We do a bit of both – network and endpoint. It’s better to have some part of customer business than have no chunk of it. We are happy to compete in individual product areas which we do in many customer accounts. Some customers use our products in end point or network that works well for them and also it competes at par with particular competitors in that domain.
At the same time, we make CISOs understand the advantage of collaboration between individual products from the same vendor. We have customers that buy across our portfolio to gain that benefit. We deliver the most value to the customers with Sophos Synchronized security which stretches across the IT infra for the products to speak to each other. There will be automatic changes if end point discovers something and updates the firewall, take the encryption keys and all that happens without human intervention.
It’s a big myth that different products of varied security vendors talk to each other in a single IT infra?
Yes, but maybe over time we will have better API structure to have the conversation better and clearer. In a typical multi-vendor environment, one can have other products integrated on the top or the humans ensuring that products do talk to each other. It is possible from the management platform perspective but it is a rather complex process and importantly you don’t get the benefit of integration.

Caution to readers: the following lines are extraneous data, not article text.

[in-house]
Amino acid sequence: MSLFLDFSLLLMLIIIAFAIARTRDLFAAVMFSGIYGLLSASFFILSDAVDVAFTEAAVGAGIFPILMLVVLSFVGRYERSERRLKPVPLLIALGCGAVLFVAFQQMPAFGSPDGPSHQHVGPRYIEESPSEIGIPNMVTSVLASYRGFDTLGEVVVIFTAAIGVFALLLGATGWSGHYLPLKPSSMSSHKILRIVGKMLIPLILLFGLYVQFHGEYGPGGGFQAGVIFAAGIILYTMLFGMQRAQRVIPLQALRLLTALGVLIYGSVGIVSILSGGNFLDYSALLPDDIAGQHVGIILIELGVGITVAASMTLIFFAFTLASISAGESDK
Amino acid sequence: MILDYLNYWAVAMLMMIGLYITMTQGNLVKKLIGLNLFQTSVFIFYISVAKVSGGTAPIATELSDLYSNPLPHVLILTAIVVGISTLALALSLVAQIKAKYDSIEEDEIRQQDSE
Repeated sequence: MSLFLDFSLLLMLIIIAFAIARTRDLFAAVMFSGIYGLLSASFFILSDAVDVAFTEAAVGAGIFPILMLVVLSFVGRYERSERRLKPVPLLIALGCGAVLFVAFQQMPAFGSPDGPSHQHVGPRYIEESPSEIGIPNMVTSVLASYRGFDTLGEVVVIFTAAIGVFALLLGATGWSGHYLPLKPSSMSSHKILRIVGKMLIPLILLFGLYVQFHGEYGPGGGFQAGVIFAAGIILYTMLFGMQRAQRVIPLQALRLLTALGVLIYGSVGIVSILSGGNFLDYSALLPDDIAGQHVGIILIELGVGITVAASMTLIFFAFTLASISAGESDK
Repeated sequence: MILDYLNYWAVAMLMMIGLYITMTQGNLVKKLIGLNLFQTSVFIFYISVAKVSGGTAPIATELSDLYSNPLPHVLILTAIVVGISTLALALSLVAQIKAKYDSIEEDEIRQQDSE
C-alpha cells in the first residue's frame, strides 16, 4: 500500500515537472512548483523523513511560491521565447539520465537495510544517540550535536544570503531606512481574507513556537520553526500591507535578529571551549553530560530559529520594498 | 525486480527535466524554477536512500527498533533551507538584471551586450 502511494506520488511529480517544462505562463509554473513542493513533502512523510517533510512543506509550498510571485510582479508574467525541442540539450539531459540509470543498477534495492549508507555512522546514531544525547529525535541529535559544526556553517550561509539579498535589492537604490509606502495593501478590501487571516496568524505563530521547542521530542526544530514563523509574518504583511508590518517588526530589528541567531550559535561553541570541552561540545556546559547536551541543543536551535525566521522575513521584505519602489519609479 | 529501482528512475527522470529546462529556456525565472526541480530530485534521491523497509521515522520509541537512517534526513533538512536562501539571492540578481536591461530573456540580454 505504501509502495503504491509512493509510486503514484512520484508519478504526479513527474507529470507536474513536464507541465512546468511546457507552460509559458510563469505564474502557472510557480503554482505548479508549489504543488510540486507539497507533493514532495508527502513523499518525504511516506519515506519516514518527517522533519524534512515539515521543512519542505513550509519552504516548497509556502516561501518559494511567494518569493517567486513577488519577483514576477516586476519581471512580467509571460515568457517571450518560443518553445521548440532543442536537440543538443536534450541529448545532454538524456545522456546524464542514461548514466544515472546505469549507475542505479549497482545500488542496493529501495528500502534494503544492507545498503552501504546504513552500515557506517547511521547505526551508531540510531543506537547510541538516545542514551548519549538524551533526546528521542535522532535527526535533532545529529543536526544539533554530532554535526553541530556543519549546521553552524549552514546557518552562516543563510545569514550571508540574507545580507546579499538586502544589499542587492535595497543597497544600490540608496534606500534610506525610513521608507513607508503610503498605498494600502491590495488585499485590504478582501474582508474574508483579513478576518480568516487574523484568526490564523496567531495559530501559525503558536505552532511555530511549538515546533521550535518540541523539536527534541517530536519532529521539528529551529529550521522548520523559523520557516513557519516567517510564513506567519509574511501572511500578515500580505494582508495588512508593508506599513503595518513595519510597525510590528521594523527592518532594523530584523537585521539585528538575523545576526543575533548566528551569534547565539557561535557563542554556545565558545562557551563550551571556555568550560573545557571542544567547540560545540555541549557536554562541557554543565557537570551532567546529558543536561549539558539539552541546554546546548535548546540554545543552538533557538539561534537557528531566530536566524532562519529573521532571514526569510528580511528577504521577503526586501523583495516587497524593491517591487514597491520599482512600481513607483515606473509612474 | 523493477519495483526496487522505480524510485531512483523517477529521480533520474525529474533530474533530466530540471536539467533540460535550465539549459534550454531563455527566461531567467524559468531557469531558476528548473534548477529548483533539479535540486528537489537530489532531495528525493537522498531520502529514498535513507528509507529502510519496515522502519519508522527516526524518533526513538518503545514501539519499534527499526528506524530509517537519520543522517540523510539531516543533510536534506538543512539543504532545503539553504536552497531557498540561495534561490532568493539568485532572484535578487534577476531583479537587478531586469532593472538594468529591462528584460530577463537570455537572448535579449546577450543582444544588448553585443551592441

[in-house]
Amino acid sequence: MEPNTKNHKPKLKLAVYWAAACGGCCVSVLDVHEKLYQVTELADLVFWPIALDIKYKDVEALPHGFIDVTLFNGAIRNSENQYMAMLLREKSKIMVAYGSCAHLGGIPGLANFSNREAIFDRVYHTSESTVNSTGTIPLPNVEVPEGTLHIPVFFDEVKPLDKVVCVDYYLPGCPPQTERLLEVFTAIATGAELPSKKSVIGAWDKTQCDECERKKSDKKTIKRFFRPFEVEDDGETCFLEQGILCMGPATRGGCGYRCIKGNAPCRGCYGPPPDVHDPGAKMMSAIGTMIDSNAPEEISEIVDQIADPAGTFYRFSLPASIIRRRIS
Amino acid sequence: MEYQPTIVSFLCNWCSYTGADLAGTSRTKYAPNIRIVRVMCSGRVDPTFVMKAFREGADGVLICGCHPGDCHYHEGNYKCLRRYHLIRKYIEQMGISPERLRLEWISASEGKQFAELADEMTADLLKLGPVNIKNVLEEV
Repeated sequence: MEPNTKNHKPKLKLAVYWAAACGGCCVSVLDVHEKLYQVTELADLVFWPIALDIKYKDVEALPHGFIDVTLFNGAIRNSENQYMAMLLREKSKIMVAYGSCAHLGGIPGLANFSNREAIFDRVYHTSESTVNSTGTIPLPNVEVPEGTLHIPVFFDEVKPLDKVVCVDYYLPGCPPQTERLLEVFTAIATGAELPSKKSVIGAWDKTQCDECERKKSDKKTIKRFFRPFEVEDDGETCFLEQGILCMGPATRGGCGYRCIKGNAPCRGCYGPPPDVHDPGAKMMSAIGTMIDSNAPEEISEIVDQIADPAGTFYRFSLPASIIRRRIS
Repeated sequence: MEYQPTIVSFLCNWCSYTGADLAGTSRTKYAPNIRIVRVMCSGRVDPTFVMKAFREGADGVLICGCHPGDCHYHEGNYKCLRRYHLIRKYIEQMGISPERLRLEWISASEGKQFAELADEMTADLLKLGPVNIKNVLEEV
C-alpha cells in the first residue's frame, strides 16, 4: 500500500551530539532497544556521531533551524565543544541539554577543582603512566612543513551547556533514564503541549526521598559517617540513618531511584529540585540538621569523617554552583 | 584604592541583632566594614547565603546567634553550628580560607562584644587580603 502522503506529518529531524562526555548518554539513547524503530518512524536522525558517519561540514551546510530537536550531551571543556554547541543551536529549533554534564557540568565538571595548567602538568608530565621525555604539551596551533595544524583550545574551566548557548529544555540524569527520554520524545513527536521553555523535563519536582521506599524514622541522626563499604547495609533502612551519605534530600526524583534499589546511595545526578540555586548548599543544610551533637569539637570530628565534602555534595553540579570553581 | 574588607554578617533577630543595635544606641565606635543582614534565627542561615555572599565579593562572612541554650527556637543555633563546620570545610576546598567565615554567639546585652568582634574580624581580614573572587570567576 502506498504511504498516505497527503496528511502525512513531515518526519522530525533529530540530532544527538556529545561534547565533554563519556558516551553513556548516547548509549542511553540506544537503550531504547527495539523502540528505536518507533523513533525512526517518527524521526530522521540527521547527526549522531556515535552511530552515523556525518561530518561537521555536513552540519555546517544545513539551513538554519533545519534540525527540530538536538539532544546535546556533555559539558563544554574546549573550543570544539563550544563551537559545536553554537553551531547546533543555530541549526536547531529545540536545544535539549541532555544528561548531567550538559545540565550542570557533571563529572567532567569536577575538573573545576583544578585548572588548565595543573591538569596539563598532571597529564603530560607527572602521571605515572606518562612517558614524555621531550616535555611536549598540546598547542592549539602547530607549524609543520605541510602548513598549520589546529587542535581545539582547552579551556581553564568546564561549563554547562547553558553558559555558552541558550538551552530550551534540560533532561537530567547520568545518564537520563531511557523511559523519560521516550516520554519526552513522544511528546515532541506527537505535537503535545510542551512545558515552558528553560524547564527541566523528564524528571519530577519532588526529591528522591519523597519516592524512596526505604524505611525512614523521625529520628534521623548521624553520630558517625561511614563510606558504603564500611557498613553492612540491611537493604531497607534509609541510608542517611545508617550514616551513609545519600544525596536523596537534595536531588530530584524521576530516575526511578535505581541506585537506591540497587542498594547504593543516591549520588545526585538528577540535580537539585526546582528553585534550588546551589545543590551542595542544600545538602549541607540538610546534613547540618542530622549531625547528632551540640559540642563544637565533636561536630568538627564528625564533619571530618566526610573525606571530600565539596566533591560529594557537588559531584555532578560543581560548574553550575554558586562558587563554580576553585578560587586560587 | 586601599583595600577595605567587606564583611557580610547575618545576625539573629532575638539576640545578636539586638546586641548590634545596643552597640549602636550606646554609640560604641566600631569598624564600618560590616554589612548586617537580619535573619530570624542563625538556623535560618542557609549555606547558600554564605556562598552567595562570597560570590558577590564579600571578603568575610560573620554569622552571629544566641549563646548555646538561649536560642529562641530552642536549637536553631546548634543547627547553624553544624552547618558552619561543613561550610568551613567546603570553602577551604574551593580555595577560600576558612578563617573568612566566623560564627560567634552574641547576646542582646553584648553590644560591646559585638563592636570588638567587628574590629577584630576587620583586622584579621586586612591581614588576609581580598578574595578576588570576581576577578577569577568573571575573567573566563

Sophos CEO Kris Hagerman told me in last interaction on company focus on pragmatic enterprises. Does that route continue in APJ or Sophos is trickling up the pyramid in terms of segment size?
Our sweet spot is SME (or called as mid-market) globally including APJ. That segment (pragmatic enterprises) continue to be a great fit for Sophos. We have a number of very large customers like big banks. However our design center does suit the enterprise customers but it is difficult to be equally good for every segment. There could be different features, customized software needed in the enterprise space which becomes a different game for security vendor.
“XG Firewall integrates the best features of acquired companies Cyberoam and Astaro to lead the network security space.”
As per IDC, the cybersecurity market globally is around 90 billion dollars with roughly half of that being the SME market. Interestingly enough, many of our competitors like Palo Alto and Symantec that you mentioned, are targeting the enterprise segment. It is less crowded where we play (the SME segment) and that’s the reason our well integrated value prop is built around product design, GTM focus and security made simple for SME segment. We have main sweet spot on mid-market though we have customers above and below that segment size.
How are you building your channel army of partners for Sophos? Is there a different GTM across countries for network security and endpoint security?